Job vacancies, three-month average ending in December 2014
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Canadian businesses reported 233,000 job vacancies in December, up 30,000 compared with 12 months earlier. For every job vacancy, there were 5.0 unemployed people, down from 6.2 in December 2013. This decline in the ratio was the result of both fewer unemployed people and more job vacancies.
Unemployment-to-job vacancies ratio declines in four provinces
In Nova Scotia, there were 6.6 unemployed people for every job vacancy, down from 10.6 in December 2013, as there were more job vacancies in the province.
The unemployment-to-job vacancies ratio in Ontario fell from 8.6 to 5.8 in the 12 months to December, the result of both more job vacancies and fewer unemployed people in the province. In British Columbia, the ratio declined from 5.5 to 4.1 over the same period, the result of fewer unemployed people.
The ratio in Prince Edward Island decreased from 20.0 to 11.1 in the 12 months to December. The decline in the ratio was the result of both fewer unemployed people and more job vacancies in the province (see "Data quality" in the note to readers).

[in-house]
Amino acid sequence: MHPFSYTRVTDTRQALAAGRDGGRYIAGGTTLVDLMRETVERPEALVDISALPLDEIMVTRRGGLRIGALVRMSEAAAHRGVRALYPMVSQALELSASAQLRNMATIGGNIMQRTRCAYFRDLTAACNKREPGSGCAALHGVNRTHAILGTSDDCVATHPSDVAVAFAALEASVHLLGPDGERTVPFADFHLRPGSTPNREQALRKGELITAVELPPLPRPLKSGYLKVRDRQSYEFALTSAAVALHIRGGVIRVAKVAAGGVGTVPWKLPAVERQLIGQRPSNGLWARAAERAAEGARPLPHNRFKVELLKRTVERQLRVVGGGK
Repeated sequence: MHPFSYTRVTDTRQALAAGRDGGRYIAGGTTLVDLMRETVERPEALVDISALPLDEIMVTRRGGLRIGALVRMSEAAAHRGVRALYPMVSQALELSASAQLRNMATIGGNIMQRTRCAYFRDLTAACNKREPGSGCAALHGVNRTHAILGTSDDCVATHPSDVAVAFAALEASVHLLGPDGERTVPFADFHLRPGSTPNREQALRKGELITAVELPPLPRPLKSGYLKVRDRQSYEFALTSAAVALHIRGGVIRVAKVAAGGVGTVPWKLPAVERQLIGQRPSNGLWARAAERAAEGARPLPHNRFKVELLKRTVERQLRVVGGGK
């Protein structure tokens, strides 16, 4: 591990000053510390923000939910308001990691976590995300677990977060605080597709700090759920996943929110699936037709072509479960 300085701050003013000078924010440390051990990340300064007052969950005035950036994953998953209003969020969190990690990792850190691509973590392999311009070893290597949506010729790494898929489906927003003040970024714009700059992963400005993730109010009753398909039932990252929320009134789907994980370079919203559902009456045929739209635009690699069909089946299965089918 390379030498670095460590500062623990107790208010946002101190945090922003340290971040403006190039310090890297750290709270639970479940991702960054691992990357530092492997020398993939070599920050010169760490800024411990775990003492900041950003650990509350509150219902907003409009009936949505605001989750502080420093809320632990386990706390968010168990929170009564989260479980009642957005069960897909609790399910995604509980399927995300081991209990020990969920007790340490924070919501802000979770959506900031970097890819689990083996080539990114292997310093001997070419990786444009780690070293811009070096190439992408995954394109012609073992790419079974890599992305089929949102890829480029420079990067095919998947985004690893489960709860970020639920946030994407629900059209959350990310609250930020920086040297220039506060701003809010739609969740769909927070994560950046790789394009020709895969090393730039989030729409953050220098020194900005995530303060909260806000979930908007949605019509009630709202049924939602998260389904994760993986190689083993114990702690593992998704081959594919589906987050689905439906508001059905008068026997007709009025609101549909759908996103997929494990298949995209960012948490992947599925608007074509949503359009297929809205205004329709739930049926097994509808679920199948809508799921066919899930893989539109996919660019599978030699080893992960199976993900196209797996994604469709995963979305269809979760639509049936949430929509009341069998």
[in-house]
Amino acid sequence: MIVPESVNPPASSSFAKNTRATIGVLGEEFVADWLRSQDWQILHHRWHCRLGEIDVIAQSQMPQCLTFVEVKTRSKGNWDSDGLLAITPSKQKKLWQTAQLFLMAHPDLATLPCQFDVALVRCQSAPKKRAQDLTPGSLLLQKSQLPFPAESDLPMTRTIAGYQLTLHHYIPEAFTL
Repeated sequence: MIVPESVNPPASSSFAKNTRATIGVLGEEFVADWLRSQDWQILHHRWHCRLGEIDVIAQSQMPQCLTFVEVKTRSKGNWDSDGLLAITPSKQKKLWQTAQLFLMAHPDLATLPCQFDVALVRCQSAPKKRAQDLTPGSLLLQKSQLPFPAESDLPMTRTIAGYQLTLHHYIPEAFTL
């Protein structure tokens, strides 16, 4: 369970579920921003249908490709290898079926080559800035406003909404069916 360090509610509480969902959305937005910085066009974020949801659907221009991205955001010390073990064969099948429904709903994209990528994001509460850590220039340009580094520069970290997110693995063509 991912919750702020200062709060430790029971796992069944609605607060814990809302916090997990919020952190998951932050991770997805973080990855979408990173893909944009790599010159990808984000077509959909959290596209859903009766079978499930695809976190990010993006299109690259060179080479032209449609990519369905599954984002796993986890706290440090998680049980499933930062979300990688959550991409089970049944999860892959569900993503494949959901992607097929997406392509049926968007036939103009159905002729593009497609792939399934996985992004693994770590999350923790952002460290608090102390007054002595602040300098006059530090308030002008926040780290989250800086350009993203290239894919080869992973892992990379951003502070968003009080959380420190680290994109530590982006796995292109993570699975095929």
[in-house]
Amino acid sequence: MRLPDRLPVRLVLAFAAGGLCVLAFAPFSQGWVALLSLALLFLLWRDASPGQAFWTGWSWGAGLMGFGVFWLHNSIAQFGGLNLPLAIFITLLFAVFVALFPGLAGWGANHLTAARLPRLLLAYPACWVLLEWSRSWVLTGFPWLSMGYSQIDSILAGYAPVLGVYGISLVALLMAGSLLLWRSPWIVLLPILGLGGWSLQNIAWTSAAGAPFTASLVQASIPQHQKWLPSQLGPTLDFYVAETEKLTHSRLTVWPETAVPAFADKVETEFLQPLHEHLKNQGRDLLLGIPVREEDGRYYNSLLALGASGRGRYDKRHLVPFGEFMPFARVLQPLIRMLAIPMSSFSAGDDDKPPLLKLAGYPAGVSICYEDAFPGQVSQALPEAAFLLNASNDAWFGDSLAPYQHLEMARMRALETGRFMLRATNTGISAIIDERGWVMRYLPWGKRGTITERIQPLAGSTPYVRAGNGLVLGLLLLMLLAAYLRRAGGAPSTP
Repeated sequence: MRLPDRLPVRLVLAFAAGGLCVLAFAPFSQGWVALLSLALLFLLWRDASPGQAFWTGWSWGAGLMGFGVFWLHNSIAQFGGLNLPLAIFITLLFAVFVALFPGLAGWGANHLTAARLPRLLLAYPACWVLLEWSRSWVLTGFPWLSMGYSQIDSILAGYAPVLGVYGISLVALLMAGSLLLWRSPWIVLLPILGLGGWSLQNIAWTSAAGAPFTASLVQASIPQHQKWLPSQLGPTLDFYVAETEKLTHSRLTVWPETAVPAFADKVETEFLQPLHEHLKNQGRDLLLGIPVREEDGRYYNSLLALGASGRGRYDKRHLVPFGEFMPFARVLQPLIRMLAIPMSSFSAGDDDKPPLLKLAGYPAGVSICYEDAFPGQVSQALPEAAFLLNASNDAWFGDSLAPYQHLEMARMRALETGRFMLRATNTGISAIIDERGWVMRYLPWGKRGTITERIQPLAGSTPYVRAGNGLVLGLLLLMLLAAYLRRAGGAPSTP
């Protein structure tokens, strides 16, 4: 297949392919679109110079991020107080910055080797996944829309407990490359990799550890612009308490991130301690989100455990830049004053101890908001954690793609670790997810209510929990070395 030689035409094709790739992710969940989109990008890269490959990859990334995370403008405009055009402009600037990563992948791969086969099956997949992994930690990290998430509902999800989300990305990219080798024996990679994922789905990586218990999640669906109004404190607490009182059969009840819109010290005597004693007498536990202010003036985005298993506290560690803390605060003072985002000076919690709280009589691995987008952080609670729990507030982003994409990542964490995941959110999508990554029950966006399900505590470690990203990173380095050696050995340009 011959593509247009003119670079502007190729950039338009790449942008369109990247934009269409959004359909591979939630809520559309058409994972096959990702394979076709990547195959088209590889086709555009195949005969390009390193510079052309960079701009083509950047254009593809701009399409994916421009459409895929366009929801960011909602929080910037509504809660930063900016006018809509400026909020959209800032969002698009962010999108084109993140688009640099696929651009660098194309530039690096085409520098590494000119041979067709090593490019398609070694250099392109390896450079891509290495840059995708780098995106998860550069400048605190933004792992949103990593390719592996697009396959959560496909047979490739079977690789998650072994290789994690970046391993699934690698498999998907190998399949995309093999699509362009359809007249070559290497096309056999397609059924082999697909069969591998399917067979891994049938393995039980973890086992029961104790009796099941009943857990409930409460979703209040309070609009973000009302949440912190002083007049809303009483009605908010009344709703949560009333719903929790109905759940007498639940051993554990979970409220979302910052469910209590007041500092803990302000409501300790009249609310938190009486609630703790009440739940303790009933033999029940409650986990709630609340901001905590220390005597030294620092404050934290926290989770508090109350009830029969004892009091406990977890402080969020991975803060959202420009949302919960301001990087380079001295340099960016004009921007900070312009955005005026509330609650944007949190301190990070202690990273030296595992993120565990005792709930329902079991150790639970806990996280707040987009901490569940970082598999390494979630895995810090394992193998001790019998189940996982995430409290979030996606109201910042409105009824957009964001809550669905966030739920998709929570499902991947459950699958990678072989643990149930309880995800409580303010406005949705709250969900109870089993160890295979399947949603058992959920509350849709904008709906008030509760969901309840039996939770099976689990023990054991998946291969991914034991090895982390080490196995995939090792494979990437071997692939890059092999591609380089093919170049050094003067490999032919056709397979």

In the remaining provinces, the unemployment-to-job vacancy ratios were little changed compared with December 2013.
Ratio by industrial sector
Analysis of the ratio of unemployed people to job vacancies by industrial sector is limited to those who last worked within the past 12 months, as unemployment data by sector are only available for these individuals.
Among the 10 largest industrial sectors, administrative and support services had the highest number of unemployed people for every job vacancy at 6.5 in December, little changed from December 2013.